Hey everyone! This is Kathryn Polkoff. I am currently a first year master’s student in Animal Science in Dr. Wheeler’s lab. For my undergrad, I also majored in Animal Science with James Scholar credit at the U of I. I’m here to tell you a little bit about presenting my honors project!
Let’s say for your project, you were involved doing research in a lab. You have planned out your experiment, ordered all the supplies, collected all your data… now what? The requirements for the project state that you make a poster to present at some sort of meeting. One option is to go to the Undergraduate Research Symposium or ExplorACES, both great chances to practice presenting your research and make connections here at Illinois. But you can also go to a conference off campus and present your research to other scientists in your field of research. I chose to do the last option.
The first thing you have to do is choose a conference to attend. My research involved culture of ovarian follicles, so I chose to present at a reproduction society meeting (International Embryo Transfer Society). Once you choose, you have to submit an abstract. If you have your research aims and data, you have to package it nicely into an abstract and send it to the reviewers of your chosen conference. Keep in mind that many conferences have abstract deadlines several months before the conference, so you will have to be ready ahead of time. Once your abstract is accepted, you can start making your poster! Make sure to include a lot of pictures, graphs and data.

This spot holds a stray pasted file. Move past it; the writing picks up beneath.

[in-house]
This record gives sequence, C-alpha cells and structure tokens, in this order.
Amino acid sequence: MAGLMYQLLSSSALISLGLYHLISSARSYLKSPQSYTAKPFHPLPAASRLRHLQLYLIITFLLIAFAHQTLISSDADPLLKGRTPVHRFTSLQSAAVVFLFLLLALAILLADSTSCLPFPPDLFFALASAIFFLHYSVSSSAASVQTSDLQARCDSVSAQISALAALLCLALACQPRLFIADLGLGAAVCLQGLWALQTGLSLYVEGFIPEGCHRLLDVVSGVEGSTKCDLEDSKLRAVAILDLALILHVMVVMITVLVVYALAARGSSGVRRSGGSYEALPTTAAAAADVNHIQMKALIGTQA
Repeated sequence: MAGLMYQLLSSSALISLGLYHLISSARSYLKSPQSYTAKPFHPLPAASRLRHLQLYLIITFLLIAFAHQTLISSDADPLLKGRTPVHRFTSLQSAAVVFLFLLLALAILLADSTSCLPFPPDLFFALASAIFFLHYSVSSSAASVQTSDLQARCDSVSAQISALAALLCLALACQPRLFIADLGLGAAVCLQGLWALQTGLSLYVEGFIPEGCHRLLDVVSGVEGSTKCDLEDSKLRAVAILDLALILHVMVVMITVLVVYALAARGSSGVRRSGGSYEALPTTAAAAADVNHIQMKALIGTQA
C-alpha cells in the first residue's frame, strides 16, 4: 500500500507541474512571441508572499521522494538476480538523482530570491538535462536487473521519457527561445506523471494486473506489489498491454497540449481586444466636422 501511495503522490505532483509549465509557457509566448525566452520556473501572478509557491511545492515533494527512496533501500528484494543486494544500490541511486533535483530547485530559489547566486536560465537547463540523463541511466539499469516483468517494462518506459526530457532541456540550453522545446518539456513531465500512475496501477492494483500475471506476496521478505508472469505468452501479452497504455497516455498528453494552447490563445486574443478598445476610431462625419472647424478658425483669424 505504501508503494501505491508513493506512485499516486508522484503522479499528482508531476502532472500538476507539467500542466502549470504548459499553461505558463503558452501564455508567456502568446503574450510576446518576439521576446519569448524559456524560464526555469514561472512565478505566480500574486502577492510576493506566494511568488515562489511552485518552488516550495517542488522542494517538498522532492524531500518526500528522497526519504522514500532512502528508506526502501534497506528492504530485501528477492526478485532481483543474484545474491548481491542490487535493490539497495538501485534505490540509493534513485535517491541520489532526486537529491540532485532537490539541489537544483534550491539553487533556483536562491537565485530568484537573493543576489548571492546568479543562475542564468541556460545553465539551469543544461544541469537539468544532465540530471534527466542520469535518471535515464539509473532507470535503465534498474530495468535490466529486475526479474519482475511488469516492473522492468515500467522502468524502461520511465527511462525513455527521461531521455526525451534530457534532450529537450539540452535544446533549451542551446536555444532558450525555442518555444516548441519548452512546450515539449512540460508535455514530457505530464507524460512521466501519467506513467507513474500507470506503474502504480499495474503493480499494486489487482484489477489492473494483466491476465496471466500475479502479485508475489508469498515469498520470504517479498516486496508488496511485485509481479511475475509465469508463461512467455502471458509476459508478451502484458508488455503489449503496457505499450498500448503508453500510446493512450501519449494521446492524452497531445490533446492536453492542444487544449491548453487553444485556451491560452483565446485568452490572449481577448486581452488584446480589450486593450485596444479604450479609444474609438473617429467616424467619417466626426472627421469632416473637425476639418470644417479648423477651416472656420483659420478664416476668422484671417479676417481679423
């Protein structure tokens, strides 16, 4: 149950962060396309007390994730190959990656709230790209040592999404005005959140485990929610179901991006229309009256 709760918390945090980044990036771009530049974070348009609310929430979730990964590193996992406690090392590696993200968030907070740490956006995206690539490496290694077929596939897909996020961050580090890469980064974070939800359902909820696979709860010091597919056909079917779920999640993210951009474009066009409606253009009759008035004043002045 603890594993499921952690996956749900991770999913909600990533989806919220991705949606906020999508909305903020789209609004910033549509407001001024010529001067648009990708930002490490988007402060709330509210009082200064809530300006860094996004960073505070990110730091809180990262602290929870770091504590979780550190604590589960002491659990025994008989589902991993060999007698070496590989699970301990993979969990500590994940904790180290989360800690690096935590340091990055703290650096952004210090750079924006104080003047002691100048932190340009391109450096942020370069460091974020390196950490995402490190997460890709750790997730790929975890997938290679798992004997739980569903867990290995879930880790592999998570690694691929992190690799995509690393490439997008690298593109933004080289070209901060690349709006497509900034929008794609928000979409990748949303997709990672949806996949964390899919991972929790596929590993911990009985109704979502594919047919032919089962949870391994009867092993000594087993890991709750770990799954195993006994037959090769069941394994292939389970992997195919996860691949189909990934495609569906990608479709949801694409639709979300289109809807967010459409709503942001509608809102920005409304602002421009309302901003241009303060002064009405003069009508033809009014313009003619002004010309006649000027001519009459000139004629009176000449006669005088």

When the conference finally rolls around, really try to make the most of your experience. While yes, all you really have to do is stand by your poster; conferences are a great time to meet other scientists in your field, make connections for future goals, collaborate on projects, learn new methods and current research, and come up with new ideas! There are plenty of seminars and talks about people’s research, and furthermore there is the poster presentation, which is a great time to talk to presenters about their research. I really enjoyed that part, and I also enjoyed presenting my own poster. I was asked a lot of really good questions and had to articulate details about my research in a coherent manner, which is really important for any future in research.
Overall, at the conference I went to, I learned a ton about science and reproductive biology and important techniques. But I also learned a lot about how to present myself to professors and other researchers, what it is like to be an animal scientist, and what sort of things to expect in my future career. Conferences are really an invaluable experience, and I would recommend presenting at one!